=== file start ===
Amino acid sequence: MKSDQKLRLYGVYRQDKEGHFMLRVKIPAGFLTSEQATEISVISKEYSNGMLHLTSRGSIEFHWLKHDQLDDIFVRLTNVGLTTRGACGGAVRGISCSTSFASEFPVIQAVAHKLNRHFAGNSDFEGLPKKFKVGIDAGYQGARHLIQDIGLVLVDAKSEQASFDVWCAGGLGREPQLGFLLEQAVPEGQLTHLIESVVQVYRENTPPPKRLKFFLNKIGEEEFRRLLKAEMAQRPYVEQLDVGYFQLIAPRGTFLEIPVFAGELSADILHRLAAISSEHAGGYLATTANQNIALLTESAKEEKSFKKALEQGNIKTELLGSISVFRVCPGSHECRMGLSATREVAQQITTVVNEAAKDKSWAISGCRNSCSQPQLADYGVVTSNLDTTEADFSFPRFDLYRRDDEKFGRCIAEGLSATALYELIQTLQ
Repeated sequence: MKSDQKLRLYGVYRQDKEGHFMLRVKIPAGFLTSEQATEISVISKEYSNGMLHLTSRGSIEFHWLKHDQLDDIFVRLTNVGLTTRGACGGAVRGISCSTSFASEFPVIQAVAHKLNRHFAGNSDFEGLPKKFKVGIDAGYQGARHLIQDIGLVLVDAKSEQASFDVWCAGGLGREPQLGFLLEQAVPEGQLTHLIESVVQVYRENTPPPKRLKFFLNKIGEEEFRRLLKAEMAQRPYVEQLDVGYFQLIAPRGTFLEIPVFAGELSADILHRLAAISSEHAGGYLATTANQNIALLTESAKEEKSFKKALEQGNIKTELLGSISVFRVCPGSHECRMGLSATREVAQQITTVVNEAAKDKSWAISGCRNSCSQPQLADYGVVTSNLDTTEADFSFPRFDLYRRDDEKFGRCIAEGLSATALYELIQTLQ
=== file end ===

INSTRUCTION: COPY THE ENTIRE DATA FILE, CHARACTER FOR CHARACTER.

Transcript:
Amino acid sequence: MKSDQKLRLYGVYRQDKEGHFMLRVKIPAGFLTSEQATEISVISKEYSNGMLHLTSRGSIEFHWLKHDQLDDIFVRLTNVGLTTRGACGGAVRGISCSTSFASEFPVIQAVAHKLNRHFAGNSDFEGLPKKFKVGIDAGYQGARHLIQDIGLVLVDAKSEQASFDVWCAGGLGREPQLGFLLEQAVPEGQLTHLIESVVQVYRENTPPPKRLKFFLNKIGEEEFRRLLKAEMAQRPYVEQLDVGYFQLIAPRGTFLEIPVFAGELSADILHRLAAISSEHAGGYLATTANQNIALLTESAKEEKSFKKALEQGNIKTELLGSISVFRVCPGSHECRMGLSATREVAQQITTVVNEAAKDKSWAISGCRNSCSQPQLADYGVVTSNLDTTEADFSFPRFDLYRRDDEKFGRCIAEGLSATALYELIQTLQ
Repeated sequence: MKSDQKLRLYGVYRQDKEGHFMLRVKIPAGFLTSEQATEISVISKEYSNGMLHLTSRGSIEFHWLKHDQLDDIFVRLTNVGLTTRGACGGAVRGISCSTSFASEFPVIQAVAHKLNRHFAGNSDFEGLPKKFKVGIDAGYQGARHLIQDIGLVLVDAKSEQASFDVWCAGGLGREPQLGFLLEQAVPEGQLTHLIESVVQVYRENTPPPKRLKFFLNKIGEEEFRRLLKAEMAQRPYVEQLDVGYFQLIAPRGTFLEIPVFAGELSADILHRLAAISSEHAGGYLATTANQNIALLTESAKEEKSFKKALEQGNIKTELLGSISVFRVCPGSHECRMGLSATREVAQQITTVVNEAAKDKSWAISGCRNSCSQPQLADYGVVTSNLDTTEADFSFPRFDLYRRDDEKFGRCIAEGLSATALYELIQTLQ